Ted Allison

PhD: Biology, University of Victoria, BC

Post-doctoral training: University of Michigan, Ann Arbor MI

Position: Associate Professor

Department of Biological Sciences Centre for Prions and Protein Folding Diseases Neuroscience and Mental Health Institute Faculty of Science

Email: ted.allison@ualberta.ca Lab webpage: http://www.biology.ualberta.ca/Allison_Lab/
ted

Background

Zebrafish Models of Alzheimer & Prion Disease. We are creating transgenic and mutant zebrafish toward the goal of modeling disease progression. We seek tractable disease models, or at least in vivo assays of protein function, to enable screening of candidate genes or small molecules as putative therapeutics. We have a goal of creating prion-infectible fish. A second approach is to explore genetic interactions and familial disease mutations. To complete these objectives we have improved upon and successfully deployed zinc finger nucleases, TALENS and CRISPR allowing targeted knockout of genes-of-interest. We also have created a variety of topical transgenic fish. We will continue to assess how these genetic manipulations affect how disease spreads through the CNS and affect synaptogenesis, including through collaborative in vivo electrophysiology approaches.


Current Research

PrP as APP interactor. 

The APP holoprotein is cleaved to give rise to Aβ, the toxic protein that aggregates into oligomers and plaques associated with neuron death in Alzheimer Disease. It is now accepted that PrPC is a receptor for Aβ; We have expanded this research space by showing that PrPC is also an interactor with the APP holoprotein. The interaction occurs at the level of biochemistry and synergistic toxic knockdown when APP and PrPC are knocked down in zebrafish. Further investigations will dissect this interaction.

Prion-like diseases and loss-of-function.

We assert that loss of protein function during misfolding, e.g. for APP and PrPC, contributes substantially to the etiology of neurodegeneration. Disruption of APP or PrPC levels/functions are promising therapeutic routes to treat Alzheimer disease. Thus we seek to fill a vast knowledge gap regarding the normal roles of APP and PrPC as they pertain to Alzheimer Disease. Zebrafish provide a compelling platform for such studies because knockout of these proteins reveals highly tractable and relevant phenotypes (e.g. seizure susceptibility, excitotoxicity, sleep disorders) while their genetic pliability enables dissection of the molecular components behind the phenotypes.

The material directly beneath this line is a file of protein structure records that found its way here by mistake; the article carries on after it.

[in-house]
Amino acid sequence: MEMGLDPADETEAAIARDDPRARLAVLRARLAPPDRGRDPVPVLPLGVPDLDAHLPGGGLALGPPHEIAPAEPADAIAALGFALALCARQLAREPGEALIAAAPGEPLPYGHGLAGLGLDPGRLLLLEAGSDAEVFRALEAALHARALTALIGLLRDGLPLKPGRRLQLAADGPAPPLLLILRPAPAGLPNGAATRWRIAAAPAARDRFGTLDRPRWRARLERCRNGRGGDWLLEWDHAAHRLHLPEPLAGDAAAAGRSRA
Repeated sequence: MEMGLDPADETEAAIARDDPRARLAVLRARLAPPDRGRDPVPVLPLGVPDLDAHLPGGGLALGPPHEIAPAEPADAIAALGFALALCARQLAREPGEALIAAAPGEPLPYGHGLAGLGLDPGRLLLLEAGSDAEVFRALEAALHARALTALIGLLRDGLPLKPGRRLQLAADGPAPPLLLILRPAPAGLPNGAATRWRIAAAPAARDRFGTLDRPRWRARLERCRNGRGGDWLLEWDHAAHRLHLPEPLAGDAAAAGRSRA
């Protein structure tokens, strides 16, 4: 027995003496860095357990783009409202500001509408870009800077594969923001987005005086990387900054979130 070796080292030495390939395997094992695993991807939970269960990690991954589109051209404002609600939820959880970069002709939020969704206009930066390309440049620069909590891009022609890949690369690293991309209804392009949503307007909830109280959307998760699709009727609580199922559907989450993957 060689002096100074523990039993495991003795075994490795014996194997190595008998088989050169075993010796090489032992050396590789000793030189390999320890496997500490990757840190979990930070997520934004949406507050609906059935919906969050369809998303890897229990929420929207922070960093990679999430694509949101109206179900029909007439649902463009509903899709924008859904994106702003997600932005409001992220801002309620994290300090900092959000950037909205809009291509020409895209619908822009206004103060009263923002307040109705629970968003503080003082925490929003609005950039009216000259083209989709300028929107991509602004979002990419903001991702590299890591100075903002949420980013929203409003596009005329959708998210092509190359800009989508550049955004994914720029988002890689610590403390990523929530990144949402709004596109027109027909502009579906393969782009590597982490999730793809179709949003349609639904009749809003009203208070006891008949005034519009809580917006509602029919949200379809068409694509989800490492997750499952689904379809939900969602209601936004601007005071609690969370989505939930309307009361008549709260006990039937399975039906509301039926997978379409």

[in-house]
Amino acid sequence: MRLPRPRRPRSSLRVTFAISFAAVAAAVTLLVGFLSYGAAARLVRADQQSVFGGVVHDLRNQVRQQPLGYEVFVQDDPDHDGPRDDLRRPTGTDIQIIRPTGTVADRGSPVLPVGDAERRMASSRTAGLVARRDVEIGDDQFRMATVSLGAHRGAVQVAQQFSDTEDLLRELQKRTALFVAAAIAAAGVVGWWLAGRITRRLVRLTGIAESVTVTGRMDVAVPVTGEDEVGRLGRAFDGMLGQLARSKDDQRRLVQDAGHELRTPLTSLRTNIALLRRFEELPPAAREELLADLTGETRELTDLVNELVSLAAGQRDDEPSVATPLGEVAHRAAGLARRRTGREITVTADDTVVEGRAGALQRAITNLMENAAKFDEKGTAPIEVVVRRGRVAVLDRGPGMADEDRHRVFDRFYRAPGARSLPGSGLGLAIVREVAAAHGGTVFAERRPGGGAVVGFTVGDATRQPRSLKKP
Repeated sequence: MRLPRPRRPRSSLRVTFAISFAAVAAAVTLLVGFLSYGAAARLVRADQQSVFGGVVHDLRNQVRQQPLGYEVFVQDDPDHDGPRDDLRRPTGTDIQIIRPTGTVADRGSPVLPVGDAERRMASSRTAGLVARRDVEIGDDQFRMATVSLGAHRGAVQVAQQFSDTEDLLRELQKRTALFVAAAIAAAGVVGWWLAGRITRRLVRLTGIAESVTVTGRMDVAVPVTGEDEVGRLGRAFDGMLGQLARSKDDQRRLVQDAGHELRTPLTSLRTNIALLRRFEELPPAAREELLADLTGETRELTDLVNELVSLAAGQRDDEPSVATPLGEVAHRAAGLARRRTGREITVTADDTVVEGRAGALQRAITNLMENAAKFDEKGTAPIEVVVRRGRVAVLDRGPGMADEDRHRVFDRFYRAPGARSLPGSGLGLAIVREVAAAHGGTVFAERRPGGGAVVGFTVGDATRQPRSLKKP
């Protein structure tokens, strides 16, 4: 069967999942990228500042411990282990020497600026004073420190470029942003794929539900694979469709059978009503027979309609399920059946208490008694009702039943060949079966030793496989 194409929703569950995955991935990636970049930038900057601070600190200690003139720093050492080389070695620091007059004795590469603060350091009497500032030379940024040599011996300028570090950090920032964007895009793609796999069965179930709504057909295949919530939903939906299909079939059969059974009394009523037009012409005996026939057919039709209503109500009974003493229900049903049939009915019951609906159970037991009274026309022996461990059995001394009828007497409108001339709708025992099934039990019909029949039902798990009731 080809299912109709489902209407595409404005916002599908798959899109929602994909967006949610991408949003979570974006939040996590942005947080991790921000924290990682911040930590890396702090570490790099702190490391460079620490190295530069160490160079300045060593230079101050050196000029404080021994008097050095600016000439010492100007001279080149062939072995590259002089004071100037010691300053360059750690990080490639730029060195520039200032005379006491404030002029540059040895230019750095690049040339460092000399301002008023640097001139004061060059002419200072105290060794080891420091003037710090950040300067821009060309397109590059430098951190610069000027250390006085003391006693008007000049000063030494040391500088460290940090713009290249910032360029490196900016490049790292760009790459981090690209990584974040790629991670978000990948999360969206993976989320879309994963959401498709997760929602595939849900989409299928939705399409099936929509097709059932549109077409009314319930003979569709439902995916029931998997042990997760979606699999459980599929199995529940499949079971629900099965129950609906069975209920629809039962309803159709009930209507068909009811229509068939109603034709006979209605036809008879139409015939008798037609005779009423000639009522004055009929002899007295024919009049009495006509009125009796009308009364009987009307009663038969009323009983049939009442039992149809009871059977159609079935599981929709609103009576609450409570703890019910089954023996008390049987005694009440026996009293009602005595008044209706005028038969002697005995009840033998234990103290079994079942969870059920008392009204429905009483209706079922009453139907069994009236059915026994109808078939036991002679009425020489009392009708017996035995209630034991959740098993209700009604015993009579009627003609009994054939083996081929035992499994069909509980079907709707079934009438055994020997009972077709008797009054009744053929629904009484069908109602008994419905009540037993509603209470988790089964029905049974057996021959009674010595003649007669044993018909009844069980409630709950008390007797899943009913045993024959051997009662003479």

Conserved functions of PrPC. We have

demonstrated that mammalian PrPC can rescue phenotypes in knockout zebrafish, demonstrating deeply conserved (important!) functions in cell adhesion and modulation of neural excitability. We will characterize purposefully engineered APP and PrP mutant zebrafish in vivo via a cutting-edge fluorescence reporter system that quantifies neural activity; this will test PrPC and APP requirements for seizures, hyperexcitability, and excitotoxicity, and enable mapping of which neurons and brain centres mediate such dysfunction with unprecedented specificity.

Drug screens.

We will deploy our engineered zebrafish into high-throughput drug screening platforms. The zebrafish allows compelling in vivo drug screens that permit unprecedented detection of lead compounds (that would be missed in simpler systems) because the immense complexity of CNS cell physiology is well represented and because metabolism of drugs by diverse differentiated cell types is often required for the drug’s action.


Selected publications

Tryptophan 32 mediates SOD1 toxicity in a in vivo motor neuron model of ALS and is a promising target for small molecule therapeutics. Neurobiol Dis. 2018 Dec 4;124:297-310. doi: 10.1016/j.nbd.2018.11.025. [Epub ahead of print] PubMed PMID: 30528257.

Leighton PLA, Kanyo R, Neil GJ, Pollock NM, Allison WT. Prion gene paralogs are dispensable for early zebrafish development and have nonadditive roles in seizure susceptibility. J Biol Chem. 2018 Aug 10;293(32):12576-12592. doi: 10.1074/jbc.RA117.001171. Epub 2018 Jun 14. PubMed PMID: 29903907; PubMed Central PMCID: PMC6093244.

Allison WT. The intrigue is infectious: Impacts of prion protein during neural development. Dev Biol. 2018 Sep 1;441(1):1-3. doi: 10.1016/j.ydbio.2018.05.019. Epub 2018 May 24. Review. PubMed PMID: 29803646.

Leighton PLA, WT Allison*. 2016. Protein misfolding in prion and prion-like diseases: reconsidering a required role for protein loss of function. J Alzheimer Disease. 54:3-29. DOI: 10.3233/JAD-160361